Tuesday, December 5, 2017

Waiting on multiple C# .Net awaits


Async and Await makes developers life easy without the callback hell in asynchronous programming. But it is equally harmful, if it is in the hands of typewriting coders. Mainly those who don't know how things are working can use async and await in wrong way. This post examines one of such scenario and how to avoid it.

Lets consider the below example. There are 2 independent web service calls to be made and once result is available, do some operation using the results from both the async calls.

private static async Task<string> GetFirstTask(HttpClient client)
            return await client.GetStringAsync("http://httpbin.org/drip?numbytes=3&duration=3&code=200");
private static async Task<string> GetSecondTask(HttpClient client)
            return await client.GetStringAsync("http://httpbin.org/drip?numbytes=6&duration=6&code=200");
private void Process(string first, string second)
            Log($"{nameof(Process)} - Length of first is {first.Length} & second is {second.Length}");
private static void Log(string msg)
            Console.WriteLine($"Thread {Thread.CurrentThread.ManagedThreadId}, Time {DateTime.UtcNow.ToLongTimeString()}, Message {msg}");

The first 2 methods returns 2 generic Task<string>. The URL is using httpbin.org which is a hosted service for testing purpose. The duration in the query string controls the delay. Meaning the response will be coming after that duration. Just to avoid Thread.Sleep(). The Process() just display it's parameters.

The normal way

Below is the code we can see more from new async await users.

async internal Task TestNormal_TheBadMethod()
    HttpClient client = new HttpClient();
    string firstrequest = await GetFirstTask(client);
    string secondrequest = await GetSecondTask(client);

    Process(firstrequest, secondrequest);

The output might be something like below.

Thread 1, Time 8:47:00 PM, Message GetFirstTask
Thread 9, Time 8:47:02 PM, Message GetSecondTask
Thread 7, Time 8:47:07 PM, Message Process - Length of first is 3 & second is 6


The line where GetFirstTask() is called will wait till the result is obtained. ie wait for 3 seconds to get response from web service. The second task will start only the first is completed. Clearly sequential.

await at method invocation

This is another way developers try.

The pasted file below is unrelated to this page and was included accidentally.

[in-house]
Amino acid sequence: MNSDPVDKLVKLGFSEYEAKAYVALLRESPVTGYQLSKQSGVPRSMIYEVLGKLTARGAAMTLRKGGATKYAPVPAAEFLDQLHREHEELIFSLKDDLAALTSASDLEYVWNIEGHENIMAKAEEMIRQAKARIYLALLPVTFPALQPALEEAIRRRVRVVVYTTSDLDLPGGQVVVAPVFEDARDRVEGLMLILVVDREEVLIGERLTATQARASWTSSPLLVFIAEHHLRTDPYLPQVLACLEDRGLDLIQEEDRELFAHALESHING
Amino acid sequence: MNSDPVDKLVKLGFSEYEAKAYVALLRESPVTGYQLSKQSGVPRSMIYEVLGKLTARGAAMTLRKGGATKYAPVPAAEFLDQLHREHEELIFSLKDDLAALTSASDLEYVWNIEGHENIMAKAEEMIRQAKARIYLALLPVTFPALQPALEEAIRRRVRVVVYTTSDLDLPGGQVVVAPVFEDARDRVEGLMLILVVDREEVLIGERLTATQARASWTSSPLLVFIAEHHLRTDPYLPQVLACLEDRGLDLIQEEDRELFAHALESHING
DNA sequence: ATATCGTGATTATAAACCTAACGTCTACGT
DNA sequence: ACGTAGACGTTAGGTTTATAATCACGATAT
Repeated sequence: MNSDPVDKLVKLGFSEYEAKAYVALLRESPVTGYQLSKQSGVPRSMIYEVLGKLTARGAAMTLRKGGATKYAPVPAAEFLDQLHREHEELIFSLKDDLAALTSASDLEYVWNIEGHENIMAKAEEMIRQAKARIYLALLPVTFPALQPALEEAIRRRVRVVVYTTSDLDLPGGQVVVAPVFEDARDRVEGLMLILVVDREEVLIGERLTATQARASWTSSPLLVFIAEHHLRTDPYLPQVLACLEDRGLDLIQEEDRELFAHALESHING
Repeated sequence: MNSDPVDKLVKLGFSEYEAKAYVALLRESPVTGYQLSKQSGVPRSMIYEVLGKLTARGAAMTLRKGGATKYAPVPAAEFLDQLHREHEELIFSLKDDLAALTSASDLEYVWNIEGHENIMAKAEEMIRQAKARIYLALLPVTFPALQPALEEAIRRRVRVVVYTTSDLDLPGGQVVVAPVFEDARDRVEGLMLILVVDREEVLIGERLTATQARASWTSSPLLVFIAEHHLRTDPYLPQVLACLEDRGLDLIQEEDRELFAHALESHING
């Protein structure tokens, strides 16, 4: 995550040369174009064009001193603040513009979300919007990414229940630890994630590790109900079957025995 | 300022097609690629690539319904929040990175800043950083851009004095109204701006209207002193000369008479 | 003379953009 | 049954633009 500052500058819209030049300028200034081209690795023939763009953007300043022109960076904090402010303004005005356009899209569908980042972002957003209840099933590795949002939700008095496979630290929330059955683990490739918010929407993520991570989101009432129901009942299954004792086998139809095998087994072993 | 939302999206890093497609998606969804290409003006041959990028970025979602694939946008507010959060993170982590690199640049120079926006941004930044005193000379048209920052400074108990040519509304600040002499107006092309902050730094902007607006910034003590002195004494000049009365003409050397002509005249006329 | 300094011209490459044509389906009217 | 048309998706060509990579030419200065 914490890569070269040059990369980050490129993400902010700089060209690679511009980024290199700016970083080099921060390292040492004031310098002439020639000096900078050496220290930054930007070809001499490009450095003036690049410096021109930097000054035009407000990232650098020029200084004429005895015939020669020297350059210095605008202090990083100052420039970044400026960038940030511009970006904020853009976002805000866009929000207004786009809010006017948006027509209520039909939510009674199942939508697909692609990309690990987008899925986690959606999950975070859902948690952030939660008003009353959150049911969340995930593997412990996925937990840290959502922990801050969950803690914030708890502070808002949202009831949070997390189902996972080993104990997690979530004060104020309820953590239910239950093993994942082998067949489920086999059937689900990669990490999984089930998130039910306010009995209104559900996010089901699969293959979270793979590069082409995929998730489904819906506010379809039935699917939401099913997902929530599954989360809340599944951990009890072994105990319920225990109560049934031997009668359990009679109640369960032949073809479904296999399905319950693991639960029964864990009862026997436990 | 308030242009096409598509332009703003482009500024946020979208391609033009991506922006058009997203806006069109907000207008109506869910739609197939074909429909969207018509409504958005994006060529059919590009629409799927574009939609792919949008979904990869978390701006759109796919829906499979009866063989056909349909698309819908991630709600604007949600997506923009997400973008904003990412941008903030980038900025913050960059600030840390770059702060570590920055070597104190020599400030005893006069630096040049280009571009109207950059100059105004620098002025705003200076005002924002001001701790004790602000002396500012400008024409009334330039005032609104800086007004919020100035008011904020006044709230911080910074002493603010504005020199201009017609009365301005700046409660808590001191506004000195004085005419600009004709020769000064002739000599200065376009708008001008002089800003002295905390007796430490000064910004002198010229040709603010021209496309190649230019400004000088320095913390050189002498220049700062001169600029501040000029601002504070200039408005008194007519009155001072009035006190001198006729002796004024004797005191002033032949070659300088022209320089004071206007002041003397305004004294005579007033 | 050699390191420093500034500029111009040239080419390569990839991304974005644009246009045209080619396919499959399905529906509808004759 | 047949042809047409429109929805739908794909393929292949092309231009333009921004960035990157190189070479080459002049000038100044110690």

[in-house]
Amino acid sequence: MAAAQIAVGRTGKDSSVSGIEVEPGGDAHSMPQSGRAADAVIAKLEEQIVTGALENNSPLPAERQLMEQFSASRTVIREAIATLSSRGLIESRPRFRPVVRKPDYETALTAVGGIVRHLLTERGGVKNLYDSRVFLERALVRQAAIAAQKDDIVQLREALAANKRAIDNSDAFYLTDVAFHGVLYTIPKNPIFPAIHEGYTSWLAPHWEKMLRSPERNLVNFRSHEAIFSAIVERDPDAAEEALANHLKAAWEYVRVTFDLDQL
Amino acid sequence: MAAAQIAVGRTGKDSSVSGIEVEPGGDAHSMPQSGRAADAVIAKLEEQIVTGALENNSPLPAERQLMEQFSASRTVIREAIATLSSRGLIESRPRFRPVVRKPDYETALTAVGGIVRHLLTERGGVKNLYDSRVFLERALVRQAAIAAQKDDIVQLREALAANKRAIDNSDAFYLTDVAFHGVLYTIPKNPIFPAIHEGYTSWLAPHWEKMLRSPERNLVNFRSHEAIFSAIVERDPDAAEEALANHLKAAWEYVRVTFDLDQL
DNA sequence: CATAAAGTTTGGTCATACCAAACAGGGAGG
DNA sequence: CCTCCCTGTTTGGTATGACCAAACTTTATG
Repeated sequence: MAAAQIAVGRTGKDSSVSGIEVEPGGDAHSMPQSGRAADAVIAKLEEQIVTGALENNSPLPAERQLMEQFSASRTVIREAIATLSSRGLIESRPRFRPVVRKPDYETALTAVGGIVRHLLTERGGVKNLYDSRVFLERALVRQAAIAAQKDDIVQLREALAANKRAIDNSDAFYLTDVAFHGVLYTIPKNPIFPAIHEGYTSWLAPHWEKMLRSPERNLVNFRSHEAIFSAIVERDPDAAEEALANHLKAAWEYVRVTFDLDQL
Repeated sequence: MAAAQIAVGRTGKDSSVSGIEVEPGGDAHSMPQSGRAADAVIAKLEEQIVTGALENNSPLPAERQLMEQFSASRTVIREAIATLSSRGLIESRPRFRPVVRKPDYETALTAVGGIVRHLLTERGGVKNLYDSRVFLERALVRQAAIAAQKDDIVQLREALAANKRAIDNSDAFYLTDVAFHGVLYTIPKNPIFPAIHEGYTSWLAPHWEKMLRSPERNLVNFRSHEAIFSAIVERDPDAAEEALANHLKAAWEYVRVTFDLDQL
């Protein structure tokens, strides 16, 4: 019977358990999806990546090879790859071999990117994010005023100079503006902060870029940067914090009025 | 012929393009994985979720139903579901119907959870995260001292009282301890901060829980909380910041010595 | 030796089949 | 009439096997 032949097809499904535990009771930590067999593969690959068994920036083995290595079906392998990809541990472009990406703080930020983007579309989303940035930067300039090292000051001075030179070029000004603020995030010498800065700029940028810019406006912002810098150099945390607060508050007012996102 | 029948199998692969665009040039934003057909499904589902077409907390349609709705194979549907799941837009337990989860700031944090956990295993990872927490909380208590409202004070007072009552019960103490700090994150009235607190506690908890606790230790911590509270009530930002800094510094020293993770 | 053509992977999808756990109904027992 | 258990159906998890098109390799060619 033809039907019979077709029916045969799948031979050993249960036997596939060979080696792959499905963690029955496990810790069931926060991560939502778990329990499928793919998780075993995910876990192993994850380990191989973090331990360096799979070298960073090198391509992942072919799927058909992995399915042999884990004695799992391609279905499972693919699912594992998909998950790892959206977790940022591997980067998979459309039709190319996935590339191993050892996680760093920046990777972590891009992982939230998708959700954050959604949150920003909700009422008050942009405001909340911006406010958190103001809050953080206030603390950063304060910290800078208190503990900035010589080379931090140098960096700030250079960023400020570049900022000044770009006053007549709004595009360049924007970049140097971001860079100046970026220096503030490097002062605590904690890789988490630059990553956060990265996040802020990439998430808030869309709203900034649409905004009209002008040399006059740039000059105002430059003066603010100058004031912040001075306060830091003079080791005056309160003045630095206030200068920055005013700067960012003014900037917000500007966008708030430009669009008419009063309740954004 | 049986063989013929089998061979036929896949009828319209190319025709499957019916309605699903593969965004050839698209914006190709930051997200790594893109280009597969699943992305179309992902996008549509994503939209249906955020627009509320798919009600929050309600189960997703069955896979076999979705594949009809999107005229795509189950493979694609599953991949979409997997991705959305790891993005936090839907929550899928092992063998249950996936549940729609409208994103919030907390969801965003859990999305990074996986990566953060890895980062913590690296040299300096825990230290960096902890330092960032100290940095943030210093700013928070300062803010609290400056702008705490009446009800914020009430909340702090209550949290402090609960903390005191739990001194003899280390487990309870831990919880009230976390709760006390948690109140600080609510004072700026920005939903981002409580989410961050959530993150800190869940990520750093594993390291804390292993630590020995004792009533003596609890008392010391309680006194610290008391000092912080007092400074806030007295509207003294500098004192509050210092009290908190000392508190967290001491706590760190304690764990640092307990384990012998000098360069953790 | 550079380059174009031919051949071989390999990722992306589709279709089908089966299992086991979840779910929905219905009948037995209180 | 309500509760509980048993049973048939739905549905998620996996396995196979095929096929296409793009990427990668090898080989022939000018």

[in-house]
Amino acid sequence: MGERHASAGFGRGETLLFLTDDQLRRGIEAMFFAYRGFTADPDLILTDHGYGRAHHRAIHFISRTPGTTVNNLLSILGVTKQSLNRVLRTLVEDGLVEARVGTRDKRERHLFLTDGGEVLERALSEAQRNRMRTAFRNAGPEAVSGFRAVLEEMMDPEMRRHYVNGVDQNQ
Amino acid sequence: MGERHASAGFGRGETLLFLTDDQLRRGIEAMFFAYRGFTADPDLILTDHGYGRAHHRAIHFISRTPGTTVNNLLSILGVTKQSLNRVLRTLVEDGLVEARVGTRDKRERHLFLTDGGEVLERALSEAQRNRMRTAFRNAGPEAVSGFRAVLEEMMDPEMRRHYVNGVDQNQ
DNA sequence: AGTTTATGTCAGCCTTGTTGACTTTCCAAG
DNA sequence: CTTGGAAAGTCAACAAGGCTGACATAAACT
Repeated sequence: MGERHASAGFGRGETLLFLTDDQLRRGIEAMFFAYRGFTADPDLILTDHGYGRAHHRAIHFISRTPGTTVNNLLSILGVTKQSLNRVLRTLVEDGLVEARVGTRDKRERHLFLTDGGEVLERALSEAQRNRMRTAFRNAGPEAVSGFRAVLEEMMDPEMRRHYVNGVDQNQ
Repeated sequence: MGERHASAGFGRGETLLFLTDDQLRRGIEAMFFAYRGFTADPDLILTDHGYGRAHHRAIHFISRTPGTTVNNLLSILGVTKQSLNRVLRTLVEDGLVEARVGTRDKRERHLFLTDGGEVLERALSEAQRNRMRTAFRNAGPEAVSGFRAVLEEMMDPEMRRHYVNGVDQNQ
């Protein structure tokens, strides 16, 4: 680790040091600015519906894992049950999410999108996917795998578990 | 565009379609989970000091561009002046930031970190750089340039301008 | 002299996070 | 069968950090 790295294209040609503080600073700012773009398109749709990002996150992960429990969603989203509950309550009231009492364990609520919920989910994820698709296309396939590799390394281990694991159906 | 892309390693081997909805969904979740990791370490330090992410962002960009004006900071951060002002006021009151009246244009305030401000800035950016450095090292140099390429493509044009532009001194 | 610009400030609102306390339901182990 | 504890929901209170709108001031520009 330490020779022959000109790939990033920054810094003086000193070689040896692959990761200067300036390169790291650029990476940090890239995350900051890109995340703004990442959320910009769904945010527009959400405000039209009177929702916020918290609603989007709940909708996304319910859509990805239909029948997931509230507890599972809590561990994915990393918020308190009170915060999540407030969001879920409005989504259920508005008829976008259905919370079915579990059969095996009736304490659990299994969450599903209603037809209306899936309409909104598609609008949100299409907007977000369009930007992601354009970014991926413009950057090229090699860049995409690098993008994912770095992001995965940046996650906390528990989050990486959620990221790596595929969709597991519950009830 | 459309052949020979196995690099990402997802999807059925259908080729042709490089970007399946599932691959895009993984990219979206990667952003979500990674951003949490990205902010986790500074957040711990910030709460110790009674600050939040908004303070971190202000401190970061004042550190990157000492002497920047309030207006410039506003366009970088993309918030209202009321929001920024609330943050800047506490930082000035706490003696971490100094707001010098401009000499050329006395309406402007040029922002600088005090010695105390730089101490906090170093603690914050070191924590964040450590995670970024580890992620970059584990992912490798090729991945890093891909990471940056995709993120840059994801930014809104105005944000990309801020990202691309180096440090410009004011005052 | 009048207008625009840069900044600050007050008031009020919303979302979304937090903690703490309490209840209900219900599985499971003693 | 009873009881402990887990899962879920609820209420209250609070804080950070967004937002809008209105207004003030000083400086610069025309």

async internal Task TestViaAwaitAtFunctionCall_StillBad()
    HttpClient client = new HttpClient();
    Process(await GetFirstTask(client), await GetSecondTask(client));

Output will look as follows.

Thread 1, Time 8:49:22 PM, Message GetFirstTask
Thread 7, Time 8:49:25 PM, Message GetSecondTask
Thread 9, Time 8:49:30 PM, Message Process - Length of first is 3 & second is 6


In other languages await keyword at function invocation might make it parallel. But in C# its still sequential. It wait for first await and then process second.

Making it run parallel

So what is the solution? Both the Tasks should be created before we wait for their results. So those tasks will run in parallel. Once await is called, they just give the result if available or wait till the result is available. So the total time is the highest time, not sum of all wait times. Below code snippets does it.

private async Task TestViaTasks_Good()
            HttpClient client = new HttpClient();
            Task<string> firstrequest = GetFirstTask(client);
            Task<string> secondrequest = GetSecondTask(client);
            Process(await firstrequest, await secondrequest);

Output looks below.

Thread 1, Time 8:55:43 PM, Message GetFirstTask
Thread 1, Time 8:55:43 PM, Message GetSecondTask
Thread 8, Time 8:55:48 PM, Message Process - Length of first is 3 & second is 6

Here the Tasks are created before any waits are places on them. So they worked in parallel.

Will this work when second call dependent on first call's result

Not at all. Because the second call cannot start without the result from first call. So this has to be sequential.

More reading


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